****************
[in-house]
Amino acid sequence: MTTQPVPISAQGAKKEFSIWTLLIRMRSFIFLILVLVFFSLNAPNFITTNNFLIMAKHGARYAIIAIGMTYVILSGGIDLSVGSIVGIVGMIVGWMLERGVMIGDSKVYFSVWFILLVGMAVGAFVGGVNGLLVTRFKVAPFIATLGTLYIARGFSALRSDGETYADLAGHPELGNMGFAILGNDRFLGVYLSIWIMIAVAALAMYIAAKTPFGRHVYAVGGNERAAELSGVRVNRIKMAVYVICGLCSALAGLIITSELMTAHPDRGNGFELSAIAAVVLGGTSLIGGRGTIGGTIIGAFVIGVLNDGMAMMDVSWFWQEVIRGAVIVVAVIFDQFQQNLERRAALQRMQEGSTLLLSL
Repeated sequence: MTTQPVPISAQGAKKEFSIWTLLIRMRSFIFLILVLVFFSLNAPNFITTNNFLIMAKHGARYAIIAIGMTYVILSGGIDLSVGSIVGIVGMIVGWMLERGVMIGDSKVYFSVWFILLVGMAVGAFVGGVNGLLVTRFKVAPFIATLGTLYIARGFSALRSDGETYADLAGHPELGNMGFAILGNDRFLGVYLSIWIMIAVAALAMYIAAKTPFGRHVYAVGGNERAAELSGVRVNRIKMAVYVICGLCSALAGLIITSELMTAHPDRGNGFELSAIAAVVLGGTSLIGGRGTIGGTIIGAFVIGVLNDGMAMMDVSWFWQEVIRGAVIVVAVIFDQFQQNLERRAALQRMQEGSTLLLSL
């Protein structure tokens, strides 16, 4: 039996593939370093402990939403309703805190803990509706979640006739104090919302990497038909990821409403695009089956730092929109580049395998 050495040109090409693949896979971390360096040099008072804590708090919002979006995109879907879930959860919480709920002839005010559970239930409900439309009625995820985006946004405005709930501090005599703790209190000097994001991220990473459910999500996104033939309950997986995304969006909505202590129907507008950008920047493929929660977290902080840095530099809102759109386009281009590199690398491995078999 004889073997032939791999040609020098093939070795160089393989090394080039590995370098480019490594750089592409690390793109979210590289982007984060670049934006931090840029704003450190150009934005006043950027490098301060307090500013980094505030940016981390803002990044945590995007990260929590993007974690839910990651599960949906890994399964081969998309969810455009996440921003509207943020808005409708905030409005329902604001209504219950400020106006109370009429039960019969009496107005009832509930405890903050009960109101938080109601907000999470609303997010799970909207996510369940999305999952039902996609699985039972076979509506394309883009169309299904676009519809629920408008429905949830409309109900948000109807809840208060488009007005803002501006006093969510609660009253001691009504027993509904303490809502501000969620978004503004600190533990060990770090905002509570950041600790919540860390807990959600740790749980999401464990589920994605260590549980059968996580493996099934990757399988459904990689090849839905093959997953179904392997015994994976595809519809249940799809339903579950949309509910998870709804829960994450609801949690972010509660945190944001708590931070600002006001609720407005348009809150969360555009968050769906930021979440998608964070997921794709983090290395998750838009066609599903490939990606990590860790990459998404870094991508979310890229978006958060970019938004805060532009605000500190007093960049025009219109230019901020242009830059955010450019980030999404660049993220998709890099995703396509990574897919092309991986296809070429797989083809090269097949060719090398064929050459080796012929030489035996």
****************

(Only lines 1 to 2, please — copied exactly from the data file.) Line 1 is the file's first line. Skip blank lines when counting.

[in-house]
Amino acid sequence: MTTQPVPISAQGAKKEFSIWTLLIRMRSFIFLILVLVFFSLNAPNFITTNNFLIMAKHGARYAIIAIGMTYVILSGGIDLSVGSIVGIVGMIVGWMLERGVMIGDSKVYFSVWFILLVGMAVGAFVGGVNGLLVTRFKVAPFIATLGTLYIARGFSALRSDGETYADLAGHPELGNMGFAILGNDRFLGVYLSIWIMIAVAALAMYIAAKTPFGRHVYAVGGNERAAELSGVRVNRIKMAVYVICGLCSALAGLIITSELMTAHPDRGNGFELSAIAAVVLGGTSLIGGRGTIGGTIIGAFVIGVLNDGMAMMDVSWFWQEVIRGAVIVVAVIFDQFQQNLERRAALQRMQEGSTLLLSL